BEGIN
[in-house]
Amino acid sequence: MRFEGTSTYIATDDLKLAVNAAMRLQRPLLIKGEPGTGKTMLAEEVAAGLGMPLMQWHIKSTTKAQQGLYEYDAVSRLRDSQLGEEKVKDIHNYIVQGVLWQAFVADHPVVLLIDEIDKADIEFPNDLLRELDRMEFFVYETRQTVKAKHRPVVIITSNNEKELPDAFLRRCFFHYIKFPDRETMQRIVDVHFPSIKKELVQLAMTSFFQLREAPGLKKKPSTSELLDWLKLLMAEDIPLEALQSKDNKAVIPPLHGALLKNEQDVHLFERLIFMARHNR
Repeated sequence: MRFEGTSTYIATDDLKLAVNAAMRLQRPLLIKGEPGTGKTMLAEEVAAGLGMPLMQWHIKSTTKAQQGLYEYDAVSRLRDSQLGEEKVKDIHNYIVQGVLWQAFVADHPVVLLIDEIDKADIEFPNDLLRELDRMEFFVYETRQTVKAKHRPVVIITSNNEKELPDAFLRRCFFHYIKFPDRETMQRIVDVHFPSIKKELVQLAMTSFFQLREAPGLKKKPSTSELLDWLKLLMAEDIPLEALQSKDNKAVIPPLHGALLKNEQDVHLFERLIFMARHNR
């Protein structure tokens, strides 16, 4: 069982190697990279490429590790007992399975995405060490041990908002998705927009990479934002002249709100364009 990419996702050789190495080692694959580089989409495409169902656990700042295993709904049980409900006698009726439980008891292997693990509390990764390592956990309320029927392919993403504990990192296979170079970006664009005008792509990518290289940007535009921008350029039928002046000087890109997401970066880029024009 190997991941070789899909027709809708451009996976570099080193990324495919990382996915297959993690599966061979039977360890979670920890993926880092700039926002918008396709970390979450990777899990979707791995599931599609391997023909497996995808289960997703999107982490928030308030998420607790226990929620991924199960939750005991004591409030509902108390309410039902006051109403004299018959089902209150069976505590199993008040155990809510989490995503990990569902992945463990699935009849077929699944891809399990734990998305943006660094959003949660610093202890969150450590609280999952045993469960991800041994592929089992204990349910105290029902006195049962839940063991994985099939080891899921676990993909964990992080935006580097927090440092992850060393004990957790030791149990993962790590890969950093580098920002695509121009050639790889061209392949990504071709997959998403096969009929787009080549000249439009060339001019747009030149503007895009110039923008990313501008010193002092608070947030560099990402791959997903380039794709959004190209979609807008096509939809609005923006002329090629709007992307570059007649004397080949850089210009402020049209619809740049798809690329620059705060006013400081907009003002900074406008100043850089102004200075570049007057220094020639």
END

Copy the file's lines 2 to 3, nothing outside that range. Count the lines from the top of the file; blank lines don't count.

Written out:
Amino acid sequence: MRFEGTSTYIATDDLKLAVNAAMRLQRPLLIKGEPGTGKTMLAEEVAAGLGMPLMQWHIKSTTKAQQGLYEYDAVSRLRDSQLGEEKVKDIHNYIVQGVLWQAFVADHPVVLLIDEIDKADIEFPNDLLRELDRMEFFVYETRQTVKAKHRPVVIITSNNEKELPDAFLRRCFFHYIKFPDRETMQRIVDVHFPSIKKELVQLAMTSFFQLREAPGLKKKPSTSELLDWLKLLMAEDIPLEALQSKDNKAVIPPLHGALLKNEQDVHLFERLIFMARHNR
Repeated sequence: MRFEGTSTYIATDDLKLAVNAAMRLQRPLLIKGEPGTGKTMLAEEVAAGLGMPLMQWHIKSTTKAQQGLYEYDAVSRLRDSQLGEEKVKDIHNYIVQGVLWQAFVADHPVVLLIDEIDKADIEFPNDLLRELDRMEFFVYETRQTVKAKHRPVVIITSNNEKELPDAFLRRCFFHYIKFPDRETMQRIVDVHFPSIKKELVQLAMTSFFQLREAPGLKKKPSTSELLDWLKLLMAEDIPLEALQSKDNKAVIPPLHGALLKNEQDVHLFERLIFMARHNR